Everyone's an artist in residence now

As a writer in residence, K.B. Thors tries to offer up entertaining angles on this town and its characters, comings, and goings. But we haven't been out in weeks, so she is inviting you, the reader, into her living room.

CBC/QWF writer-in-residence K.B. Thors is finding ways to ward off the doldrums of being at home

Step into the living room of K.B. Thors, who is one of many artists 'in residence' these days. (K.B. Thors/CBC)

This is the second in a series of blog posts by the 2020 CBC Montreal/Quebec Writers' Federation writer in residence, K.B. Thors.

Spring has sprung. The ice is melting, trees are budding, and Montrealers are cooped up inside, doing our part to moderate a deadly pandemic. That is what we're all doing, right?

As a writer in residence, my job is to offer up entertaining angles on this town and its characters, comings, and goings. When we haven't been out in weeks, that takes some doing. So I'm inviting you into my living room.

I never thought I'd spend back-to-back evenings watching arias in my sweatpants, but I recently met La Fille Du Régiment, a French orphan Annie raised by soldiers — and the namesake of the opera that has been called the tenors' Mount Everest.

Played by Natalie Dessay, La Fille was projected onto my wall as I made the most of the Metropolitan Opera's free streaming schedule, grateful that my co-habitant dissertating across the room prioritized that Kijiji projector.

It was the comedy I didn't know I needed — there are less-fitting librettos to familiarize oneself with while holed up in Montreal. I didn't know operas were allowed to include lines like "the bobsled team!"

Natalie Dessay is La Fille Du Régiment. (K.B. Thors/CBC/The Metropolitan Opera)

From comic-relief memes to old-fashioned arts and crafts, social media is full of people sharing adventures in at-home activities.

Baking, fort design, Arnold Schwartzenegger's relationship with Whiskey and Lulu, his mini pony and donkey — the list goes on. Amid so much stress and uncertainty, people are reconnecting with art's ability to ground and connect us.

I teared up after stumbling upon a post of a balcony saxophonist in Barcelona joining in on a rooftop pianist's rendition of My Heart Will Go On. Up the street from me, Martha Wainwright is leading a weekly balcony singalong. The arts are here for us, and Montrealers are chiming in.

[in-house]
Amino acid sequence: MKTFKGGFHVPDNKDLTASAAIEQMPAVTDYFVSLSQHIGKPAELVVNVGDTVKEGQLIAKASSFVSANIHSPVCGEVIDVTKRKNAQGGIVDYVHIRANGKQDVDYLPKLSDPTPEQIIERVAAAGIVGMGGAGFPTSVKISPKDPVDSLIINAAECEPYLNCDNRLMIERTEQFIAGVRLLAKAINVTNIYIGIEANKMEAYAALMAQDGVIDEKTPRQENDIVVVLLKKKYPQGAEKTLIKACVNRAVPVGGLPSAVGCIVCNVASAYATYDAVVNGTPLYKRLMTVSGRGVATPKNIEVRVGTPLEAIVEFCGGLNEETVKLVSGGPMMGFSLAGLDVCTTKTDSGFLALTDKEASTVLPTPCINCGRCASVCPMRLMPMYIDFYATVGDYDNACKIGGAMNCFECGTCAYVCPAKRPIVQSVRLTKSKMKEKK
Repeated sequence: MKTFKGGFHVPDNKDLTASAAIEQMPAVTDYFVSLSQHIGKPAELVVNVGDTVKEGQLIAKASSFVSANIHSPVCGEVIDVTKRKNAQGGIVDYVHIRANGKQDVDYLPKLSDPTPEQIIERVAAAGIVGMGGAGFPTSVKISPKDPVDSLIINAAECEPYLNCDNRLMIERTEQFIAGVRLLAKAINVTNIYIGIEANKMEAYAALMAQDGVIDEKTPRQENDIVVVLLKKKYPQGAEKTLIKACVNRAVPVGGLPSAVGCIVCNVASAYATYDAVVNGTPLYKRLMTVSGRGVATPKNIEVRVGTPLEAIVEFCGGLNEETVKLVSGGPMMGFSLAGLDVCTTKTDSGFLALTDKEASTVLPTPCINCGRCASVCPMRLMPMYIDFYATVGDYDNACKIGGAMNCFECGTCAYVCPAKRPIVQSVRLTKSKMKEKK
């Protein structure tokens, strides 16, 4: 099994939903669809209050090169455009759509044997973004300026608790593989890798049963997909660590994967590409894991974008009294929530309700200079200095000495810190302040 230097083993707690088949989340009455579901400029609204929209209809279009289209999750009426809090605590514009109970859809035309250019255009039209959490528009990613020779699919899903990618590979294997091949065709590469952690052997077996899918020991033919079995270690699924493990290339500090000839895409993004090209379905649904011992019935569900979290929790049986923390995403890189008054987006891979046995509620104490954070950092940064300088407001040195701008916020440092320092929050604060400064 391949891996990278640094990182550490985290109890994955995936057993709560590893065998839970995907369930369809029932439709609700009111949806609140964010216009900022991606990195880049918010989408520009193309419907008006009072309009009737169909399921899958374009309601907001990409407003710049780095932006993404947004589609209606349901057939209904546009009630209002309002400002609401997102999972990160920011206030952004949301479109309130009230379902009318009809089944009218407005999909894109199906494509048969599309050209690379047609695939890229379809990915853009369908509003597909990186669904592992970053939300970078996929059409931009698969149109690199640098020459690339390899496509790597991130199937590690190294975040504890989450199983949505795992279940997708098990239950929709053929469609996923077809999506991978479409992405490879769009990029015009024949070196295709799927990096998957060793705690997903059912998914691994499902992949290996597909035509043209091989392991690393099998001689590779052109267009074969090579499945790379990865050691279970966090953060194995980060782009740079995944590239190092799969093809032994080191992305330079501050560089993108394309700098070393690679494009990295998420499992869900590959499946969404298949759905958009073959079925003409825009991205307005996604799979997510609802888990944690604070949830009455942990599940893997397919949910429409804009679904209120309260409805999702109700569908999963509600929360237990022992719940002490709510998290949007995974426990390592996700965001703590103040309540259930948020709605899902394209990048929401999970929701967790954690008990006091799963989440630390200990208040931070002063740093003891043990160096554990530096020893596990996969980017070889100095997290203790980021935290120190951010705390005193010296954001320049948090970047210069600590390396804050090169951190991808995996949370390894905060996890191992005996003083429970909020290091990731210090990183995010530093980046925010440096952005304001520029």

There's solace in acknowledging the beauty of the hobbies we suddenly have more time and need for as we focus on staying in and staying healthy.

Wherever they are, everyone's an artist in residence now, creatively warding off doldrums in ways we can share and celebrate.

For me, it started with plants.

I have new poems and writing projects in the works, but my last real outing was to a hardware store for seeds. I'm currently helicopter-gardening pots of greens and herbs, checking multiple times a day to see how the spinach is doing.

I had intimate knowledge of my houseplants' growth before isolation, but now I find myself moving pots throughout the day, maximizing sunlight. Is that compulsive? I think so. But I'm leaning into my coping mechanisms, and mentioning it in the hope it helps someone feel more comfortable with their own tics.

I don't know if anyone is neurotypical, especially lately. We're swimming through these days together. So what if I'm tracking my purple heart's new leaf like it's the first carrot on Mars?

Why yes, this is a new leaf. Thank you for noticing! (K.B. Thors/CBC)

Somehow it's been weeks, and there's so much I haven't done. A stack of clothing to mend. A cheeky cross-stitch project I started not last Christmas, but the one before. Rope and knots to get to know better, not to mention the museums and materials made available online by the day.

So many ways to try to chill after reading the news — in this moment of unnerving loss, art is accessible like never before.

Pop Montreal has compiled a list of Montreal-based musicians affected by the outbreak, some stranded overseas on cancelled tours. We can check out their albums and help them out here. James Goddard has launched a calendar of local musicians who are live streaming shows—a work in progress, but an initiative to watch.

We can tune into readings from authors across the country through CBC's list of online literary events, get some free art therapy from the Museum of Fine Art.

Spotted on the way back from buying seeds. (K.B. Thors/CBC)

I hope we make some fantastic messes as we wait for our collective Godot. In the meantime, Dolly Parton has offered to read us bedtime stories from her Imagination Library.


K.B. Thors

2020 CBC/Quebec Writers' Federation writer in residence

K.B. Thors is the 2020 CBC/Quebec Writers' Federation writer in residence. She is a poet, educator and translator from rural Alberta. Her debut book of poems, Vulgar Mechanics, is out now, from Coach House Books. You can find her on Twitter and Instagram @kbthors

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